Survival of the biggest

Canada’s big five universities have long cried poor over funding shortfalls. Now they’ve found an easier target: their little brothers, wrote the Toronto Star Sept. 2 in an editorial.

As cash grabs go, this one is embarrassingly unimaginative. And in public policy terms, it seems utterly counterproductive.

The big boys – at the universities of Toronto, Alberta, BC, Montreal and McGill – say it’s time to concentrate our scarce research dollars on the biggest and best schools. They make the specious – and self-serving – argument that government should stop spreading funding far and wide.

But the big five have yet to make the case that the biggest are, in fact, the best. Or that Canada would be any better off by starving or emasculating some of our other most established universities in order to shore up the big five.

To be sure, there is room for increased specialization among the more than 90 universities across Canada. Many could improve teaching by pruning graduate research programs and focusing on higher quality education for neglected undergraduate students.

But it’s a leap of logic for the presidents of the big five universities – which already receive a disproportionate one-third share of all government research funding at the expense of other schools – to say they should get even more of the pie.

Is the University of Toronto really the only school in the province to merit top-tier funding, at the expense of other proven campuses at Queen’s, Western, York and McMaster? What about Waterloo, which has forged impressive links in the region to emerge as an impressive research centre? Is there no school in the Atlantic provinces, such as Dalhousie, that merits inclusion in the top tier?

Canada needs more college graduates to remain internationally competitive. But Canada also needs more postgraduate students to pursue research and innovation within our borders. The big schools hardly have a monopoly on excellence. It’s hard to see why they should have a stranglehold on research funding.

Osgoode grad Bryant is charged in cyclist’s death

Former Ontario attorney general Michael Bryant (LLB ’92) will walk into a courtroom next month on the other side of the criminal justice system facing charges for a fatal crash that claimed the life of a cyclist, wrote Sun Media Sept. 2.

Toronto Police took Bryant, 43, into custody Monday night after a crash that sent Darcy Allan Sheppard, 33, to hospital with the life-threatening injuries that would eventually kill him.

After spending most of yesterday in custody, Bryant was charged with criminal negligence causing death and dangerous operation of a motor vehicle causing death. He’ll be in an Old City Hall courtroom on Oct. 19.

As he walked out of traffic services headquarters around 2:30pm yesterday, a visibly shaken Bryant read a prepared statement.

  • When Michael Bryant left Ontario politics four months ago, many believed it wouldn’t be long before the headline-grabbing cabinet minister made a splashy comeback and took his long-awaited shot at the province’s top job, wrote Moncton’s Times & Transcript Sept. 2.

Born and raised in Victoria, BC, Bryant boasted an impressive resumé, with degrees from the University of British Columbia, Osgoode Hall Law School and Harvard University.

He practised law in Toronto, clerked at the Supreme Court of Canada, and taught law and politics at the University of Toronto, Osgoode, and King’s College in London, England.

He and his wife, entertainment lawyer Susan Abramovitch, have two young children, Sadie and Louis.

  • A bizarre and tragic incident Monday night has left a bicycle courier dead and a former Ontario attorney general facing charges of criminal negligence, wrote Canwest News Service Sept. 2.

Michael Bryant was charged yesterday with criminal negligence causing death and dangerous operation of a motor vehicle causing death. He was released with conditions and is slated to appear in court on Oct. 19.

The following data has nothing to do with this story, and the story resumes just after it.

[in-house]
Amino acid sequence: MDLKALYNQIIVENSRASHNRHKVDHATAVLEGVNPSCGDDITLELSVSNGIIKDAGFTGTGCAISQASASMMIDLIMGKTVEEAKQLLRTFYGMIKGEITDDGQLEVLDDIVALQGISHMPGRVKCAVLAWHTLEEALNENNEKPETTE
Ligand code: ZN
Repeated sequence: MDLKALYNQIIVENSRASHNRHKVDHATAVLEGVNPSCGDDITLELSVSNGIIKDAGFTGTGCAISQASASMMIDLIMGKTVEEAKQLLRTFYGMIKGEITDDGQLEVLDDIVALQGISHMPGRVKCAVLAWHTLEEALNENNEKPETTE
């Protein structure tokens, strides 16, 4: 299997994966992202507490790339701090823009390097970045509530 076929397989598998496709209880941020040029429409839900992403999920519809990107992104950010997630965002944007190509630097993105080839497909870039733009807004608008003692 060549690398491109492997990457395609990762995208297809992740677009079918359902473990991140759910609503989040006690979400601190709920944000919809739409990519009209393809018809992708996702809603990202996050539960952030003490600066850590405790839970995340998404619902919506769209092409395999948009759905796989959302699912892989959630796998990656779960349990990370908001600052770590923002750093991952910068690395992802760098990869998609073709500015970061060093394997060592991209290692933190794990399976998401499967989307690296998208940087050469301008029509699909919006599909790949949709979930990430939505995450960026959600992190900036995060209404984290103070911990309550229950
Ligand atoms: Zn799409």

Police allege there was a verbal altercation and collision between a man driving a Saab convertible and a cyclist that resulted in the biker clinging to the exterior of the car as it drove away. Darcy Allan Sheppard, a bike courier, died in hospital Monday night.

  • The Canadian Press also noted that Bryant graduated from York’s Osgoode Hall Law School, Sept. 2.

All the world was his, until one fateful instant

There was the marriage to Susan Abramovitch, a high-powered entertainment lawyer at Gowlings, wrote the Toronto Star Sept. 2. They met in Ottawa. “She goes to Wall Street, I go to Harvard. She goes to Paris, I end up in London,” was Michael Bryant’s précis of the intercontinental romance.

When Abramovitch landed a job in Toronto, Bryant, who graduated in law from York’s Osgoode Hall Law School before attending Harvard, knew that he would not be returning to his home province of British Columbia, where his father had done a turn in politics and where his own long-ago summertime jobs had included working on the Queen of the North for BC Ferries “bringing towels to little old ladies.”

  • It could take weeks to find out the real story behind the altercation between a cyclist and driver on Bloor Street last night, wrote Christina Blizzard in The Toronto Sun Sept. 2. What we do know is a car driven by former attorney general Michael Bryant was involved and that a young man, Darcy Allan Sheppard, is dead.

Until we know more, let’s not rush to judgment. But you can’t avoid the conclusion that this is Bryant’s Chappaquiddick. Just as Ted Kennedy’s presidential hopes died when he drove his car off a bridge on Martha’s Vineyard in 1969 and Mary Jo Kopechne drowned, so too Bryant’s political dreams of higher office are over.

OLG shakeup opens debate on expenses

The issue of spending at Crown corporations is especially touchy because they are accountable to the public, wrote the National Post Sept. 2 in a story about the Ontario Lottery and Gaming Corp. (OLG).

“It’s really a trust issue when you’re in a Crown environment. It’s a very sensitive, political environment and [with] the treatment of assets and expenses there is heightened scrutiny that can and will come down,” said Richard Leblanc, professor of corporate governance, law and ethics in York’s School of Administrative Studies, Faculty of Liberal Arts & Professional Studies.

At OLG, senior executives earning $100,000 to $290,000…expensed donuts for a meeting, subway tokens and Internet use on a train, wrote the Post.

“You can say that donuts and subway tokens, there might be legitimate reasons but then, if you look at the larger expenses…you say ‘holy smokes’,” said Leblanc. “It reveals a culture of acceptability that is inappropriate in a recession and a Crown [corporation] environment, and really the job of the board is to set the tone at the top of what is acceptable and what is not acceptable,” he said.

Carmichael’s genius explored